Almost one in five Birmingham music venues is taking a percentage of performers’ merchandise sales — dubbed a ‘merch tax’ — according to an exclusive analysis of data by Birmingham Eastside.
The scale of the controversial practice was revealed after Birmingham Eastside asked 32 venues in the city to share their rules on merchandise commissions.
Six take a commission from the sale of performers’ merchandise.
The practice of venues taking a percentage of the revenue from sales of merchandise has become increasingly controversial, according to one industry expert.
David Martin, CEO of the Featured Artists Coalition (FAC), a UK non-profit set up to represent the interests of musicians, said: “Merch sales are more crucial than they’ve ever been for artists. The touring ecosystem is facing a really tricky time right now, coming out of the pandemic and straight into a cost-of-living crisis.”
The practice of taking a cut of merchandise income at events increased after the Covid-19 pandemic closed venues.
Martin added: “Even for established artists, that merchandise commission can be the difference between breaking even and losing money on a tour.
“At the core of it, people are in venues: they’re buying tickets and spending money at the bar because of the artist that’s on stage.
“If the artist was taking a portion of the revenue for bar sales, I don’t think venues would be happy with that.”
The pandemic has hit the music industry particularly hard, putting a third of employees out of work, and hitting the UK economy for £2.7 billion pounds, according to a 2021 report by UK Music.
In 2021 the Musicians Union reported that around half of their members didn’t qualify for financial support from the government.
Which Birmingham venues take a cut of merchandise sales?
NEC Group confirmed that they run a “merchandise sales model” across Resorts World Arena and Utilita Arena, where a commission was charged “in exchange for the use of the world-class facilities, retail space, and the in-house team support that we provide.”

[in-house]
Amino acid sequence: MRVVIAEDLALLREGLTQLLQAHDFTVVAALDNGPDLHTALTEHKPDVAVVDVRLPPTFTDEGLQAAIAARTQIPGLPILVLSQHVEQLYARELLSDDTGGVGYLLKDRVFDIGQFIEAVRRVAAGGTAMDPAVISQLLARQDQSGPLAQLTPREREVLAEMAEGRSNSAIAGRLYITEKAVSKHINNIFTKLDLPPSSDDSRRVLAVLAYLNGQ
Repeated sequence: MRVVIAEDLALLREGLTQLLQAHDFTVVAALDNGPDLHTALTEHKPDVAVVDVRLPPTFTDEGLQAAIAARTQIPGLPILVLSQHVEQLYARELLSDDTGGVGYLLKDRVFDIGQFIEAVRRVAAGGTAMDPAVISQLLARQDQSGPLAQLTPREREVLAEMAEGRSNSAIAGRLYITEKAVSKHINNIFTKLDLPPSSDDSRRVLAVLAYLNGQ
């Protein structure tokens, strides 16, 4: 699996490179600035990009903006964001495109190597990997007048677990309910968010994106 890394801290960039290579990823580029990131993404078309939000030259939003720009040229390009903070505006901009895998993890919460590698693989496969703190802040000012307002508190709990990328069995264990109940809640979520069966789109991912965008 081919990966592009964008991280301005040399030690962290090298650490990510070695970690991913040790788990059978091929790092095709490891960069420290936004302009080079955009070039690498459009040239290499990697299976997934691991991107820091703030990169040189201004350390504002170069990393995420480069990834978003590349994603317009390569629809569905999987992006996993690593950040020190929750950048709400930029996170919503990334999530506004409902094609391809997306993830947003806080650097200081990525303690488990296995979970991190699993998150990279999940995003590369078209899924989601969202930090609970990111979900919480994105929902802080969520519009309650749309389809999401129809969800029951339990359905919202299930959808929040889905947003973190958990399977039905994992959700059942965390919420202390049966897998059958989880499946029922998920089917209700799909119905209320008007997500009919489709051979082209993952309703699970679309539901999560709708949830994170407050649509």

The charity B:Music — which runs Birmingham Symphony Hall and Birmingham Town Hall — said they did not charge “emerging artists or tour supports” a fee for merchandise sales, but added:
“We do charge established headline artists a merchandise fee, and this fee is dependent on whether the artist requires us to provide staff or other facilities.
“Any profits arising from the operation of our halls is directly reinvested to support our mission to inspire a love of live music through performance, participation and learning.”
Academy Music Group (AMG) venues O2 Academy Birmingham and O2 Institute Birmingham didn’t respond to questions about taking a percentage of performers’ merchandise income — but a talent booking agent who recently facilitated a show at the O2 Academy confirmed that its venues charge a 25% commission on merchandise sales.
Band managers and bands have previously also reported that a 25% merchandise tax is charged at AMG venues.
In contrast, 500-capacity venue Nortons Digbeth, who responded that they don’t charge commission on merchandise, added that they provided free access to cash boxes and card readers to performers selling merchandise.
“We don’t charge commission on those either. We just sell the beers.”
Midlands Art Centre declined to comment.
The increase in UK venues taking a cut on merchandise sales has led the FAC to establish the “100% Venues” initiative: a database of venues in the UK that signed up for their zero merch tax pledge. The database currently covers over 500 venues across the UK.
David Martin said: “The FAC is completely against punitive fees for artists selling merchandise. We don’t want to see venues out of pocket if they’re putting in infrastructure – but there’s got to be a fairer system.”